If you’re finding puddles sitting next to your home or a pipe has leaked, you might have an issue. If you’re dealing with flooding, it goes without saying you have an issue at hand. Either way, moisture of any severity is going to affect your foundation.
The last thing to give your comfort is seeing puddles or other large forms of water staying well past their welcome, acting like a couch potato – without the couch. And like someone who stays too long, you start to notice problems that affect your home.
Dalinghaus Construction has inspected over 10,000 homes in Southern California, Arizona, and Nevada, with around 95% of the foundation problems we deal with pertaining to moisture in some form. We’ve seen everything from homes settling, thrust up from heaving, and concrete spalling as though the flaking is trying to become a new ice cream topping.
It’s important to us that you know how your foundation is affected by moisture.
Why would my foundation deal with moisture?
It’s practically impossible for your home not to deal with moisture. You have the pipes in your home that carry water and the weather to deal with outside. And like humidity can affect you on some days, it can also affect your home.
Though it’s not like a little mist will cause substantial damage. It’s some form of water intrusion causing issues in abundance.
You sometimes deal with pressurized leaks in your home you didn’t expect. That moisture will saturate the soil under your home and cause movement. This can also cause the soil to shift and move as the water navigates through, creating voids underneath, resulting in sagging and cracks.
Slab leaks are an occasional occurrence that can cause long-term damage if left untreated. Plus, you take a hit to your wallet when you see the water bill.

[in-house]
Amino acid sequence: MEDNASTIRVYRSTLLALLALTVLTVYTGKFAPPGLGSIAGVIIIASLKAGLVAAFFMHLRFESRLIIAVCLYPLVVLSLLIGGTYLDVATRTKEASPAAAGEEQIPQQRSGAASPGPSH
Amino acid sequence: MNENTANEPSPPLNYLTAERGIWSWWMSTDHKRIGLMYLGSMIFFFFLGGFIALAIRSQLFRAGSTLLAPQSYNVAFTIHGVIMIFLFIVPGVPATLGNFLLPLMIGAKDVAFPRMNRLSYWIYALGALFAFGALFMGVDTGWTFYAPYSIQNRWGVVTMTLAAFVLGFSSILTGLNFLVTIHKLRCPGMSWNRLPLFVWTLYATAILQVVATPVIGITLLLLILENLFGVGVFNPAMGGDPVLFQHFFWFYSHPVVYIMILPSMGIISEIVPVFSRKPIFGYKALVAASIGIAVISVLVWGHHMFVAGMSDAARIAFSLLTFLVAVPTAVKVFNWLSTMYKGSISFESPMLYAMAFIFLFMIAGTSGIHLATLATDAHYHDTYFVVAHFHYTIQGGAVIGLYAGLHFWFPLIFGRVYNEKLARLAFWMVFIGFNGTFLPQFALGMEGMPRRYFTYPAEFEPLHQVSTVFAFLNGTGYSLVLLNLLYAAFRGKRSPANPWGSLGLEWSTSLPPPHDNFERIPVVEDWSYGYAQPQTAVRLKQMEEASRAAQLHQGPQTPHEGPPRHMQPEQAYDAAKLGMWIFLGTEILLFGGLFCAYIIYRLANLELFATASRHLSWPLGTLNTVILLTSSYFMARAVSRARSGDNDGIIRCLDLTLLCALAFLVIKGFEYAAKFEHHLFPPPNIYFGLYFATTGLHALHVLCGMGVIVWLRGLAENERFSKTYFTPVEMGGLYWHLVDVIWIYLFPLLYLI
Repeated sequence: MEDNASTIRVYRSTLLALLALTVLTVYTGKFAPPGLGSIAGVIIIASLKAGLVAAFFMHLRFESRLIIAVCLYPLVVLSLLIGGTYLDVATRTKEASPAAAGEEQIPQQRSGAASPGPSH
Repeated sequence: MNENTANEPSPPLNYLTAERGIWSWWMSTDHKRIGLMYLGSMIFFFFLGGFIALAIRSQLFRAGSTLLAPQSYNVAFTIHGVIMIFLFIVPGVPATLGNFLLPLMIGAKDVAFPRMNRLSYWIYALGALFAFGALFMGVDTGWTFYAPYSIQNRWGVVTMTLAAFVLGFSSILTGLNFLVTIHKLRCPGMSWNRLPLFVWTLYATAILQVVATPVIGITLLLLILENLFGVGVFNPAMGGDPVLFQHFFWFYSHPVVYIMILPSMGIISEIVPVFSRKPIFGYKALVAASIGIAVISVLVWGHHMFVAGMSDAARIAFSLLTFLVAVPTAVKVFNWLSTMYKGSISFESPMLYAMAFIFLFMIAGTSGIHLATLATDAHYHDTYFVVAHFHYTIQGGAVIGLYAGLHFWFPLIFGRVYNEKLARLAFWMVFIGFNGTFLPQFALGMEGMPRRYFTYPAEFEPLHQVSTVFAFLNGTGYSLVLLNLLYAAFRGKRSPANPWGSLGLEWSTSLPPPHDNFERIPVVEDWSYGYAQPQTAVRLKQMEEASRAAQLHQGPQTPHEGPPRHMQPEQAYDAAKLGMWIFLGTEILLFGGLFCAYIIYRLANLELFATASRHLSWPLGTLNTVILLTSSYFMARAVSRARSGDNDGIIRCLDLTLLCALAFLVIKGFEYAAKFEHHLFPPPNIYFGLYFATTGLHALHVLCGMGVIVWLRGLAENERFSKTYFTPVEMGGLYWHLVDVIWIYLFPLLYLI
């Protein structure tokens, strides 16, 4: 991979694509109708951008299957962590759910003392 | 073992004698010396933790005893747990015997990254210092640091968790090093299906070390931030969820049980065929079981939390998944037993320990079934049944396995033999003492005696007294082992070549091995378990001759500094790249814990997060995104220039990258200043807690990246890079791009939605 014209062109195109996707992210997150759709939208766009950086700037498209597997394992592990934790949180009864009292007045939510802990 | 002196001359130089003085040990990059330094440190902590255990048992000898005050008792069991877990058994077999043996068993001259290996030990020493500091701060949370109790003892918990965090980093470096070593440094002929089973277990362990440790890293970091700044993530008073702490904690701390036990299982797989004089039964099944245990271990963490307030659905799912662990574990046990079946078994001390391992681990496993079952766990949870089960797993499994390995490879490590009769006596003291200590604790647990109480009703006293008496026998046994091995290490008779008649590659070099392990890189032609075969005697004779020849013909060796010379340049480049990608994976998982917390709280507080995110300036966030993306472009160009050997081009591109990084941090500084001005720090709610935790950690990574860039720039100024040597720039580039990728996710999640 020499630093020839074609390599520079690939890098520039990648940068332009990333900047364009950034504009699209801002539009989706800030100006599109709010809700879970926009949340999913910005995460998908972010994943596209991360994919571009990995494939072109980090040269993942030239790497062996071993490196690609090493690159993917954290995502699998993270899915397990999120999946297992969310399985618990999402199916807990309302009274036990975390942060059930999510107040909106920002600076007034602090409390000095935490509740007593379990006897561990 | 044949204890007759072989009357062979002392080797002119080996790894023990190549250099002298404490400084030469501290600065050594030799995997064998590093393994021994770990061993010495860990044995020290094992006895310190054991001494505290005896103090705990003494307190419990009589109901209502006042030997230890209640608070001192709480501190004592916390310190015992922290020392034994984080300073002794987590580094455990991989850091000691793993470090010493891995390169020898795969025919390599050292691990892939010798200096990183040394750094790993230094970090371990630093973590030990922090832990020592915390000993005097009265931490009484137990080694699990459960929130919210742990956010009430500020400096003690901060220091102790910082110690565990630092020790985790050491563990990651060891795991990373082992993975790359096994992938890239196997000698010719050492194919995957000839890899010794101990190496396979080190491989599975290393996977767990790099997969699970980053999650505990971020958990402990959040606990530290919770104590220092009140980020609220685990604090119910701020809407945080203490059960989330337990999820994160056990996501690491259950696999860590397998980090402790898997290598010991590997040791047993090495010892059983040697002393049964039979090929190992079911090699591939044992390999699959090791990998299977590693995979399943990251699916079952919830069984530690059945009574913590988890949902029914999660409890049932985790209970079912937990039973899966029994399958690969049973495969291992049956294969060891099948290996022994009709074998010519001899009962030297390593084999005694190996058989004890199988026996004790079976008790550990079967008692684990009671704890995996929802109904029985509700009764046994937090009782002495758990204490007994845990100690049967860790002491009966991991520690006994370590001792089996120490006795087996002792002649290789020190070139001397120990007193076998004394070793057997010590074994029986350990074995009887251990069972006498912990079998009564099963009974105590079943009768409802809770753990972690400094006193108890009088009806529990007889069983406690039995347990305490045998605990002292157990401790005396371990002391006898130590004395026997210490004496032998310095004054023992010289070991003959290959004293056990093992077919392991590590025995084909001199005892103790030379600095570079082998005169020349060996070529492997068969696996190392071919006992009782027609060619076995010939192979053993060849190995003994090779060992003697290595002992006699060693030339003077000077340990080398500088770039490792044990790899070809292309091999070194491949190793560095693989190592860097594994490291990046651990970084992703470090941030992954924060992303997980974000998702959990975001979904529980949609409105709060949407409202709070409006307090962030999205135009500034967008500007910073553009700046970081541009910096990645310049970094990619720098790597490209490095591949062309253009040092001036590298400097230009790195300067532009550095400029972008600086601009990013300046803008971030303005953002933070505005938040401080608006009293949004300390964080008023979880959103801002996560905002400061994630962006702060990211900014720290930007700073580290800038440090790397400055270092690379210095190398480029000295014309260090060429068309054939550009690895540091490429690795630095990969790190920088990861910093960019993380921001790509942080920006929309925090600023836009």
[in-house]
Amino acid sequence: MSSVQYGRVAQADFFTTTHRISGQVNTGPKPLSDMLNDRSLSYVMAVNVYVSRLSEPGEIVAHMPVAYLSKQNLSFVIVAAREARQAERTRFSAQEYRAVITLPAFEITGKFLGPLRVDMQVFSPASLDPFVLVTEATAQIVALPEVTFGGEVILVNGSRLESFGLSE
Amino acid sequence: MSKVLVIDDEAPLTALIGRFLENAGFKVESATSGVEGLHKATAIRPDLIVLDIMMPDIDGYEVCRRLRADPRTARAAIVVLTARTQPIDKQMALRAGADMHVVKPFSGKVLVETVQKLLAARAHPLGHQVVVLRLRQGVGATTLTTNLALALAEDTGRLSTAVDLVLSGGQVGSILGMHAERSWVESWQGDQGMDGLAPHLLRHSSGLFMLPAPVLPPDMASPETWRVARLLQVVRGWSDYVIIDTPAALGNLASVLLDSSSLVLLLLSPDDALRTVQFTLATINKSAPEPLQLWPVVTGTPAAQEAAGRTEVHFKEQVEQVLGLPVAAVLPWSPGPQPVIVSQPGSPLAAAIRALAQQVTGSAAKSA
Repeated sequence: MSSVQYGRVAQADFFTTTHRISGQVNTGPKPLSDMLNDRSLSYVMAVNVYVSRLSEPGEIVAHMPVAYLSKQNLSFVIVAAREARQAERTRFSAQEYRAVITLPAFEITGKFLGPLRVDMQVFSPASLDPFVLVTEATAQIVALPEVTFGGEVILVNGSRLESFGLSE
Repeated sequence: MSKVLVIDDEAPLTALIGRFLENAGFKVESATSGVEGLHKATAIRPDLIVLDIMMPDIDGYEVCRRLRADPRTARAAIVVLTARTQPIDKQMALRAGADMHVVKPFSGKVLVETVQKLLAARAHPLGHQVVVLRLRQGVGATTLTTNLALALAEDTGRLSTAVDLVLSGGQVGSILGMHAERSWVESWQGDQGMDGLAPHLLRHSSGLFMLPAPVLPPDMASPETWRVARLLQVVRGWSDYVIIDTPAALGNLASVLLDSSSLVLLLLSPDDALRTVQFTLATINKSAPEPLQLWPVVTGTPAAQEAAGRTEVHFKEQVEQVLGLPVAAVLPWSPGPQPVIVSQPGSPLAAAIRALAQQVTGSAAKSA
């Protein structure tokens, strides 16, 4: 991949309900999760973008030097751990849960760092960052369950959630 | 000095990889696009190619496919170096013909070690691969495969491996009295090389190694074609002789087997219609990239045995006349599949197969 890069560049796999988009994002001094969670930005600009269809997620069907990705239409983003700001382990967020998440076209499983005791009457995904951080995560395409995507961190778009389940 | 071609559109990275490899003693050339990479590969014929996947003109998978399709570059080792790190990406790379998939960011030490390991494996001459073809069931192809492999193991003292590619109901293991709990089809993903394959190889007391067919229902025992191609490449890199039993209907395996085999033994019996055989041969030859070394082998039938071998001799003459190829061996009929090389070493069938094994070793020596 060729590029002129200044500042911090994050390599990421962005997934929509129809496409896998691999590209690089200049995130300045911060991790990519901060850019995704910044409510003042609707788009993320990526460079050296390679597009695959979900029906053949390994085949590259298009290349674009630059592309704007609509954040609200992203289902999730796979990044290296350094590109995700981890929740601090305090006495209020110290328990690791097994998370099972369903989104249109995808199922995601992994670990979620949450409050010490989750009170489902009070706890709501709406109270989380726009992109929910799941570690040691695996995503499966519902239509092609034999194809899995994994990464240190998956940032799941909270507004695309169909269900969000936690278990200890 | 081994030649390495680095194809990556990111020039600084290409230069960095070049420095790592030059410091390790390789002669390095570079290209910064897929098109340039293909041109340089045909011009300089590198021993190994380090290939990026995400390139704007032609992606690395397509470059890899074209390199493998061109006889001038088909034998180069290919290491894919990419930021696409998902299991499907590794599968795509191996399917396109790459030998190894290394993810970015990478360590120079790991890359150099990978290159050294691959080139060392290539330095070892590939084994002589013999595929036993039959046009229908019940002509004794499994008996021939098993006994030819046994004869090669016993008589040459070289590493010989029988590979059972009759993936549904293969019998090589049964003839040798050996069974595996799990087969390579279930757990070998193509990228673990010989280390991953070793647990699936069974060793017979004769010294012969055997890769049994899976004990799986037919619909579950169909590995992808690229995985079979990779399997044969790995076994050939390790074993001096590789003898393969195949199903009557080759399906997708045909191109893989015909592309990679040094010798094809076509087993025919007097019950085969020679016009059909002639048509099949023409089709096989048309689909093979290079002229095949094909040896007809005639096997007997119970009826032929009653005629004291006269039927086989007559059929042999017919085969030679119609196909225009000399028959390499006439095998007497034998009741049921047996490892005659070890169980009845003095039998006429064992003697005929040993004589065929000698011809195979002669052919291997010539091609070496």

Pro-tip – if you turn off the water to your home and see the needle on the water meter still shifting, that can indicate some type of leak.
Sometimes clouds like to say “hi” with their happy wet tears hitting your home. Sometimes it drizzles. Sometimes it rains. There are times that when it rains, it pours. And sometimes when it pours, it floods – depending on the location of your home, of course.
External factors will always affect your home rain or shine. Weather is doing its thing all the time.
Weather coincides hand-in-hand with the next cause…
If you have proper drainage, rain or water irrigation shouldn’t be an issue.
You can still have a proper irrigation system so long as it isn’t broken or leaking.
Improper drainage will cause water to build up next to your home. Expansive soils naturally expand and contract, resulting in your foundation cracking, sagging, fracturing, and weakening.
Addressing drainage problems
While you can fix drainage issues on your own, a drainage DIY project isn’t recommended. You need to have proper fall, where the moisture is diverting, and you need to check the pitch.
A licensed landscaper would be your best bet to address drainage. They are professionals and do the job every day. If you can find a well-received landscaper, consider giving them a go so you don’t have to worry about moisture hanging out with your home too much.